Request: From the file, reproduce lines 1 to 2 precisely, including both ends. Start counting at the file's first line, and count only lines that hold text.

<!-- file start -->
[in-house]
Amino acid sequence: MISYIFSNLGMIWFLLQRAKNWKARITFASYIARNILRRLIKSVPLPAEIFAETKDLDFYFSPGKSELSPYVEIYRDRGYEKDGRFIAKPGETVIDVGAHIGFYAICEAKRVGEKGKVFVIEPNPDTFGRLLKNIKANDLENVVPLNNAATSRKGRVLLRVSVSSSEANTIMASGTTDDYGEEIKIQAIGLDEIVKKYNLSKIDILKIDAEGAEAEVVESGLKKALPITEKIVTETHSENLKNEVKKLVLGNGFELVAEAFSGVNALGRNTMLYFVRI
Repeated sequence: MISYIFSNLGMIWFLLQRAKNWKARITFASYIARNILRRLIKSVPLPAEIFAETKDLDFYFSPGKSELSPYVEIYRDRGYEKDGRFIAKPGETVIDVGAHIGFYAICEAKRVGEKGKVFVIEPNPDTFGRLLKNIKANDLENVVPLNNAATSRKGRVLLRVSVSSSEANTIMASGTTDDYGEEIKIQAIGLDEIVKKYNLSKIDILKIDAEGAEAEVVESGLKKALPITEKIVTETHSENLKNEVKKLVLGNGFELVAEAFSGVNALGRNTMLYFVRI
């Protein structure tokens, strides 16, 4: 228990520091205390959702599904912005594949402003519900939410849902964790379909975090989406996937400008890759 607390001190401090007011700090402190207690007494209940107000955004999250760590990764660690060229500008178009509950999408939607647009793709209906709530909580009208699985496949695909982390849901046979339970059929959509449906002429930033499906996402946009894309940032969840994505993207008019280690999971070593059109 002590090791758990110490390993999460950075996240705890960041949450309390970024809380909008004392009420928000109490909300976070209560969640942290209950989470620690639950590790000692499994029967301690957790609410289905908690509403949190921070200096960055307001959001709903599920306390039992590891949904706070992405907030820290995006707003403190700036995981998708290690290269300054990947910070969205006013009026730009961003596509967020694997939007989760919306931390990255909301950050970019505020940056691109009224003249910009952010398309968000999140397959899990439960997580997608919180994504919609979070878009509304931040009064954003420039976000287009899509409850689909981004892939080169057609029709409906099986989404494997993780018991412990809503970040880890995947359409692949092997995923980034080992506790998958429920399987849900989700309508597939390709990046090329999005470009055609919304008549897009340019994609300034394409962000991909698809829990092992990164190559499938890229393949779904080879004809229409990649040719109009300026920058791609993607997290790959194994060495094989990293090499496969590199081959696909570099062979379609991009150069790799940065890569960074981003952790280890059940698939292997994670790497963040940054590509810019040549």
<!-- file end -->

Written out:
[in-house]
Amino acid sequence: MISYIFSNLGMIWFLLQRAKNWKARITFASYIARNILRRLIKSVPLPAEIFAETKDLDFYFSPGKSELSPYVEIYRDRGYEKDGRFIAKPGETVIDVGAHIGFYAICEAKRVGEKGKVFVIEPNPDTFGRLLKNIKANDLENVVPLNNAATSRKGRVLLRVSVSSSEANTIMASGTTDDYGEEIKIQAIGLDEIVKKYNLSKIDILKIDAEGAEAEVVESGLKKALPITEKIVTETHSENLKNEVKKLVLGNGFELVAEAFSGVNALGRNTMLYFVRI